A notable trend of the third quarter appeared in the form of ransom attacks on VoIP providers, which affected companies in Britain, Canada and the US. Powerful and complex, they caused both voice and messaging issues for customers. The cybercriminals, who claimed to be from the ransomware group REvil, demanded a huge ransom to stop the attack. However, it is not possible to confirm the group’s identity as REvil or someone else. At any rate, the ransom attacks on VoIP providers were limited to DDoS, while REvil primarily does data encryption, although the group does not shrink from other methods of putting pressure on companies.

Also hit by a ransom DDoS attack was one of the oldest Bitcoin sites, Bitcoin.org. Though in this case, unlike the attacks on VoIP providers, the cybercriminals were willing to settle for half a bitcoin, for a non-profit information portal this is still a hefty amount.

Malware operators in Q3 also decided to use DDoS as an intimidation tool. The attackers sent out e-mails to companies saying their resources were being used in DDoS attacks and they could face legal problems. The messages contained a link to a cloud directory supposedly with details about the incident, which actually contained the BazarLoader malware loader.

In some countries, DDoS attacks have targeted sites set up to help fight COVID-19. In August, attackers tried to take down a vaccination registration portal in Manila. And in September, they went after the Dutch website CoronaCheck, where people can get QR codes required to visit cafes and cultural sites. As a result, users could not generate QR codes, and their attempts to get a response only made the situation worse.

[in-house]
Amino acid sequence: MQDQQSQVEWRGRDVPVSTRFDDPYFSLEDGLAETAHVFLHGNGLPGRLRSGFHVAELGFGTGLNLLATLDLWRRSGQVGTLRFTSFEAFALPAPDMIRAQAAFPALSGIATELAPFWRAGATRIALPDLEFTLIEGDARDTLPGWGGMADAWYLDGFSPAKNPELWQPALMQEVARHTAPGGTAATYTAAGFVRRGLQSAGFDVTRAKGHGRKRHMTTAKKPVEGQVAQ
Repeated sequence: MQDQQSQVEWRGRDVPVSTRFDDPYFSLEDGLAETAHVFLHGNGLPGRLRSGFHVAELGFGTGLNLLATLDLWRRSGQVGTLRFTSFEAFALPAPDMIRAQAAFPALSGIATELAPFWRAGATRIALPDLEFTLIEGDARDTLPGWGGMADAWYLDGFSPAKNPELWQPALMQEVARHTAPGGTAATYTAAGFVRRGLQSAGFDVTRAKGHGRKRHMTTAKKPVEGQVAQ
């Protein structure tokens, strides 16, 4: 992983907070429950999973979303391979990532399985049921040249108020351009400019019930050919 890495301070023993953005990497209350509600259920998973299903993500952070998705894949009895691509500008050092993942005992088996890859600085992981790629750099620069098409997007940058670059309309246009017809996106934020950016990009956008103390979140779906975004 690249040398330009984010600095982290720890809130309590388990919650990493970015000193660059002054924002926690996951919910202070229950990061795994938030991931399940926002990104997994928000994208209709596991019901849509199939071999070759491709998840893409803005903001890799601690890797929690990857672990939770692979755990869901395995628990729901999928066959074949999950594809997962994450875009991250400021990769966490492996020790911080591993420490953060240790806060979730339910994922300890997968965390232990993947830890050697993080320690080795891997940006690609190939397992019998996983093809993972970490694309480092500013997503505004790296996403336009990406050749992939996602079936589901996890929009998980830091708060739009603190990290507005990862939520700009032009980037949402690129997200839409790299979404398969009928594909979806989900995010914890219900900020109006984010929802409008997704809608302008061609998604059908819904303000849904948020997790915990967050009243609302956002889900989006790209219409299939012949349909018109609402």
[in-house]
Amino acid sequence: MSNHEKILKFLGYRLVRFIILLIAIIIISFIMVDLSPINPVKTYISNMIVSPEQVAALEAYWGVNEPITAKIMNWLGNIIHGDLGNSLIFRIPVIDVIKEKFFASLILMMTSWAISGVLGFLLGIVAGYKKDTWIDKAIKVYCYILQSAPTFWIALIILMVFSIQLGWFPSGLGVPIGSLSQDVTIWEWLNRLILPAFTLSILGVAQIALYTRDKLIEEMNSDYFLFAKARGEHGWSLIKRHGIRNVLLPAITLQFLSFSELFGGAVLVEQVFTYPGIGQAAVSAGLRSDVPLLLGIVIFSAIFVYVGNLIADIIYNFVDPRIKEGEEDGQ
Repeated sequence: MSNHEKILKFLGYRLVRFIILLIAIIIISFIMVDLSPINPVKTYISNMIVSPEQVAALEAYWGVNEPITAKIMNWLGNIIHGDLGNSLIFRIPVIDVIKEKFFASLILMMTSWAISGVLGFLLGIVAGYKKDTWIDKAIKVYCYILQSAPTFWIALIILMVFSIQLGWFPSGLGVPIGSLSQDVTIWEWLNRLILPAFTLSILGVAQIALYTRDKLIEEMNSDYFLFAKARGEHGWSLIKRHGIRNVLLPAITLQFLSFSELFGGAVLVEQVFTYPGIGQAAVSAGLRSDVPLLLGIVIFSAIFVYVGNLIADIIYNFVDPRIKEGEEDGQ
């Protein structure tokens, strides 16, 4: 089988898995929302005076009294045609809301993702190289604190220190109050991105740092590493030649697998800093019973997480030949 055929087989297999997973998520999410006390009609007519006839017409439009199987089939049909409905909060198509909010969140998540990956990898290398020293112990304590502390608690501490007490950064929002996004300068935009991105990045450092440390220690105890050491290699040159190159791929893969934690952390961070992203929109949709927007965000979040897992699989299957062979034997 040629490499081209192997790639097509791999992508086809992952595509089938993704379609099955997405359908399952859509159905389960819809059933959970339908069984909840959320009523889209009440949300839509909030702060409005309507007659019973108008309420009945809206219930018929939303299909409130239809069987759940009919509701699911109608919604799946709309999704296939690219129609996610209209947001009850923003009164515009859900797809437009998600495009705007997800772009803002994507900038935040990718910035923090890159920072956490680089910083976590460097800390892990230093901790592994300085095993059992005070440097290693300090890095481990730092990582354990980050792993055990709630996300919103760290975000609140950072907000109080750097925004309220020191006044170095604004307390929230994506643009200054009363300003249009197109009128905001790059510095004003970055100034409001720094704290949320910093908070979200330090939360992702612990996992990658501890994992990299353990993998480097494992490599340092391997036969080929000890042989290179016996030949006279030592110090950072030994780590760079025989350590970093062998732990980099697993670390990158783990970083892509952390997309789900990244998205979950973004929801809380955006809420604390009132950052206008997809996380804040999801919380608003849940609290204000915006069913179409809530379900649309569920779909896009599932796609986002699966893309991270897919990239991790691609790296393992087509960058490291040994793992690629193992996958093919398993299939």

Q3 saw a number of politically motivated DDoS attacks in various countries. For example, in early and mid-July, unknown actors flooded the resources of the security agencies of Russia and Ukraine with junk traffic. And in the last third of the month, the Russian newspaper Vedomosti became a DDoS victim. Most likely, the attack was linked to one of its online articles. In mid-August, attackers tried to stop users from accessing the web resources of the Philippine human rights organization Karapatan. Then, at the end of the month, the website of Germany’s Federal Returning Officer was briefly targeted in connection with the September 26 elections to the Bundestag.